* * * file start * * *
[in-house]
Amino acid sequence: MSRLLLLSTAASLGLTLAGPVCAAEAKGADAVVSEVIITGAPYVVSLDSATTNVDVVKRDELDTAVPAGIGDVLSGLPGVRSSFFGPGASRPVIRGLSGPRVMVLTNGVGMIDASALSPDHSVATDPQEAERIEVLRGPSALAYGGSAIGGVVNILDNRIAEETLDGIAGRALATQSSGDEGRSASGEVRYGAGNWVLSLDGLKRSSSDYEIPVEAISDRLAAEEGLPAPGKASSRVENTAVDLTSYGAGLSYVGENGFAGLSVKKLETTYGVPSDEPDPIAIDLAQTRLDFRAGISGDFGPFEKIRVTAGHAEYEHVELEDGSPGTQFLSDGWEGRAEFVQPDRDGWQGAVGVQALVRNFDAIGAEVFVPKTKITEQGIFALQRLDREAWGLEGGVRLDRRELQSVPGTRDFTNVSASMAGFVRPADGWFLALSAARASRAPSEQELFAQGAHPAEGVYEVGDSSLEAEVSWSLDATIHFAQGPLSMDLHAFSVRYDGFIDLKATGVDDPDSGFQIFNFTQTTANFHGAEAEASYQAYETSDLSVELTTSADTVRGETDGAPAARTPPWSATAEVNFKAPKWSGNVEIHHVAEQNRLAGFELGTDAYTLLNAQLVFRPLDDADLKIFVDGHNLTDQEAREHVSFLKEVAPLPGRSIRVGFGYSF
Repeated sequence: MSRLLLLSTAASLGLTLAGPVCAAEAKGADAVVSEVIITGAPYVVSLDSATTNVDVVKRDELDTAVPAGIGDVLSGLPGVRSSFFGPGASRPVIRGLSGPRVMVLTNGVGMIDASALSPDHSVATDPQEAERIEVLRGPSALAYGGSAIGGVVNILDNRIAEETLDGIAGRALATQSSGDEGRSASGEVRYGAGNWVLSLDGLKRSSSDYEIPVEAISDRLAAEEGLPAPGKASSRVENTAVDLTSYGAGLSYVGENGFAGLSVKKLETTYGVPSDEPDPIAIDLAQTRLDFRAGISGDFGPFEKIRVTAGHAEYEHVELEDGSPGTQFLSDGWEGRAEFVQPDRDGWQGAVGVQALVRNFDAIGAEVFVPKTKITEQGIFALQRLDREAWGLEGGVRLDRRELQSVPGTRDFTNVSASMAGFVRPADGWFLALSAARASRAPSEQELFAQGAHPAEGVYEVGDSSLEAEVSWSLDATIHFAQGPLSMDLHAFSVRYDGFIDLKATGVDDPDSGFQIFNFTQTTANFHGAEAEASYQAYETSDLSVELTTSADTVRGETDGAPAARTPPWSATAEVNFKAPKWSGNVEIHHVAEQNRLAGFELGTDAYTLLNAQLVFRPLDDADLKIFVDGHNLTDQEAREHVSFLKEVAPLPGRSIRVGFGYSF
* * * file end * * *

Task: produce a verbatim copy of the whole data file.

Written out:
[in-house]
Amino acid sequence: MSRLLLLSTAASLGLTLAGPVCAAEAKGADAVVSEVIITGAPYVVSLDSATTNVDVVKRDELDTAVPAGIGDVLSGLPGVRSSFFGPGASRPVIRGLSGPRVMVLTNGVGMIDASALSPDHSVATDPQEAERIEVLRGPSALAYGGSAIGGVVNILDNRIAEETLDGIAGRALATQSSGDEGRSASGEVRYGAGNWVLSLDGLKRSSSDYEIPVEAISDRLAAEEGLPAPGKASSRVENTAVDLTSYGAGLSYVGENGFAGLSVKKLETTYGVPSDEPDPIAIDLAQTRLDFRAGISGDFGPFEKIRVTAGHAEYEHVELEDGSPGTQFLSDGWEGRAEFVQPDRDGWQGAVGVQALVRNFDAIGAEVFVPKTKITEQGIFALQRLDREAWGLEGGVRLDRRELQSVPGTRDFTNVSASMAGFVRPADGWFLALSAARASRAPSEQELFAQGAHPAEGVYEVGDSSLEAEVSWSLDATIHFAQGPLSMDLHAFSVRYDGFIDLKATGVDDPDSGFQIFNFTQTTANFHGAEAEASYQAYETSDLSVELTTSADTVRGETDGAPAARTPPWSATAEVNFKAPKWSGNVEIHHVAEQNRLAGFELGTDAYTLLNAQLVFRPLDDADLKIFVDGHNLTDQEAREHVSFLKEVAPLPGRSIRVGFGYSF
Repeated sequence: MSRLLLLSTAASLGLTLAGPVCAAEAKGADAVVSEVIITGAPYVVSLDSATTNVDVVKRDELDTAVPAGIGDVLSGLPGVRSSFFGPGASRPVIRGLSGPRVMVLTNGVGMIDASALSPDHSVATDPQEAERIEVLRGPSALAYGGSAIGGVVNILDNRIAEETLDGIAGRALATQSSGDEGRSASGEVRYGAGNWVLSLDGLKRSSSDYEIPVEAISDRLAAEEGLPAPGKASSRVENTAVDLTSYGAGLSYVGENGFAGLSVKKLETTYGVPSDEPDPIAIDLAQTRLDFRAGISGDFGPFEKIRVTAGHAEYEHVELEDGSPGTQFLSDGWEGRAEFVQPDRDGWQGAVGVQALVRNFDAIGAEVFVPKTKITEQGIFALQRLDREAWGLEGGVRLDRRELQSVPGTRDFTNVSASMAGFVRPADGWFLALSAARASRAPSEQELFAQGAHPAEGVYEVGDSSLEAEVSWSLDATIHFAQGPLSMDLHAFSVRYDGFIDLKATGVDDPDSGFQIFNFTQTTANFHGAEAEASYQAYETSDLSVELTTSADTVRGETDGAPAARTPPWSATAEVNFKAPKWSGNVEIHHVAEQNRLAGFELGTDAYTLLNAQLVFRPLDDADLKIFVDGHNLTDQEAREHVSFLKEVAPLPGRSIRVGFGYSF